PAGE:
BY USING one of the votes on the IMF to needle some Democrats, the National Republican Congressional Committee has thrown the bill into greater jeopardy than ever. But it's President Reagan's bill.
The Republican Congressional Committee, which is not known for thinking deeply about these things, is using the bill to try to label the Democrats supporters of communism and so forth. As a tactic it lacks imagination and, fortunately, it also lacks the destructive power that it once had. But that kind of charge can still irritate people mightily--people whose votes the president needs if he is to get the bill enacted. Where were the White House people who are supposed to be watching over the bill? On vacation, apparently. From the beginning, the administration has botched the management of this bill, chiefly through this kind of inattention.
The incident revolves around an amendment that Rep. Phil Gramm succeeded in attaching to the bill, requiring the U.S. representative to the International Monetary Fund to vote against loans to any countries under "communist dictatorships." Most sensible people opposed it, including the Republican floor leader, Robert H. Michel, and a good many other prominent Republicans as well as Democrats. But the Republican Congressional Committee saw an opportunity, of sorts, and has been mailing literature into some of the Democrats' districts asserting that they "voted . . . to loan U.S. taxpayers' money to communist nations."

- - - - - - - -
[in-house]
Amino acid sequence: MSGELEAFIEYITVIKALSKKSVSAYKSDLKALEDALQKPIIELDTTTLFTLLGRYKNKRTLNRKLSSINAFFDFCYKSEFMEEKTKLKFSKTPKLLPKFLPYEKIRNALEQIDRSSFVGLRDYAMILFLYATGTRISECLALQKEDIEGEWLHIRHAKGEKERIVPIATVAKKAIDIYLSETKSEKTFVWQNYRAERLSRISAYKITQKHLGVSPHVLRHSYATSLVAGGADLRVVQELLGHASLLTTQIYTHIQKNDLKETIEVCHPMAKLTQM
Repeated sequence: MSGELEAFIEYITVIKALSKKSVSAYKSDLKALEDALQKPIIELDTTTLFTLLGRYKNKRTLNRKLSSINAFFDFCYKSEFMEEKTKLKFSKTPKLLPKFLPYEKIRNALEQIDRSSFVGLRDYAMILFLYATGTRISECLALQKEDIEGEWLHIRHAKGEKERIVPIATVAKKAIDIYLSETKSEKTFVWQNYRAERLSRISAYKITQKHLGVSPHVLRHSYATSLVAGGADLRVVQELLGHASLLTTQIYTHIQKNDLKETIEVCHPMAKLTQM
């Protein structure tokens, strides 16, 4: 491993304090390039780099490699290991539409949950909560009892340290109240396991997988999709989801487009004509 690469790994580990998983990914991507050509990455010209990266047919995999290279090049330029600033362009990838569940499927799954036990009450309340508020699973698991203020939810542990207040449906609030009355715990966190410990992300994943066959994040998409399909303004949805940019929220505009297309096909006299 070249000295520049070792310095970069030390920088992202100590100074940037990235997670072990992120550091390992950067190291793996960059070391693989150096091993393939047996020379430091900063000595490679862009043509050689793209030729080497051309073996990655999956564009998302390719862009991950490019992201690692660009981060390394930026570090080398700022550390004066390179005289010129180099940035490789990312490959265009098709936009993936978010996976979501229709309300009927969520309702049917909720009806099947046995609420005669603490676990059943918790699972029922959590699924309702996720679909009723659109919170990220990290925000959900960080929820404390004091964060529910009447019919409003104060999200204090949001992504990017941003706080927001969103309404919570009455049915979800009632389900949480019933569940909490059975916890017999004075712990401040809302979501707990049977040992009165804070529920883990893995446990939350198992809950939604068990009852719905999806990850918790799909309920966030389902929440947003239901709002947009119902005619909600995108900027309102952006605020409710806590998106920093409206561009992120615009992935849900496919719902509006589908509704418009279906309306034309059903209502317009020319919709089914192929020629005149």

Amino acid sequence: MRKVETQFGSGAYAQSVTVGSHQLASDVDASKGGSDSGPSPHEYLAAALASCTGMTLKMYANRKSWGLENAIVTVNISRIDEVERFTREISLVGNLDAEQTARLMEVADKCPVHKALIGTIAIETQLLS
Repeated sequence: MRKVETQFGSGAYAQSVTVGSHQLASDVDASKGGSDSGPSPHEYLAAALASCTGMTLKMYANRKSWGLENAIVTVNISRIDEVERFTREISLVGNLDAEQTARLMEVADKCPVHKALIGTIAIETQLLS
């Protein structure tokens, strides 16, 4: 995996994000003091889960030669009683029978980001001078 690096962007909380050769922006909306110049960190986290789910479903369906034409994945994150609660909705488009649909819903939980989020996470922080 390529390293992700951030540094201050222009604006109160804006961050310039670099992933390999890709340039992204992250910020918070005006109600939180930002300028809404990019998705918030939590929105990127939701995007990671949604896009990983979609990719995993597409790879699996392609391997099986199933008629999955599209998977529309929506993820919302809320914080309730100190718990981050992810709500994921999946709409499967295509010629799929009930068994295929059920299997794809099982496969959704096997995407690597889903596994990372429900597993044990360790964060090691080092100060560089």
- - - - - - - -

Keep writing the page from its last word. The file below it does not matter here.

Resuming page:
The IMF's job is to stabilize the world's monetary system and support trade. Ever since 1947 and the Marshall Plan, the United States has tried to draw at least some of Eastern Europe into the world trading system. Over the past decade things have been moving slowly in that direction, and among the Warsaw Bloc countries, Hungary and Rumania are now members of the IMF.
A question for Mr. Gramm and his admirers at the Republican Congressional Committee: would the world be a better place if the West refused to deal with Hungary and Rumania and forced them into total reliance on the Soviet Union? Another question: would it serve American interests if the IMF refused the loan to Yugoslavia and forced it into bankruptcy?
The purpose of the bill is to increase the IMF's lending authority, and it's urgently needed. The effect of the assault by the Republican Congressional Committee is to make it more difficult for the Democratic leadership in the House to find votes for Mr. Reagan. The bill's floor manager, Fernand J. St Germain, has now revived his demand that, in return for further help on the IMF bill, the president must support the excessively large housing bill stuck in the Senate. The chances for the IMF legislation are not improving.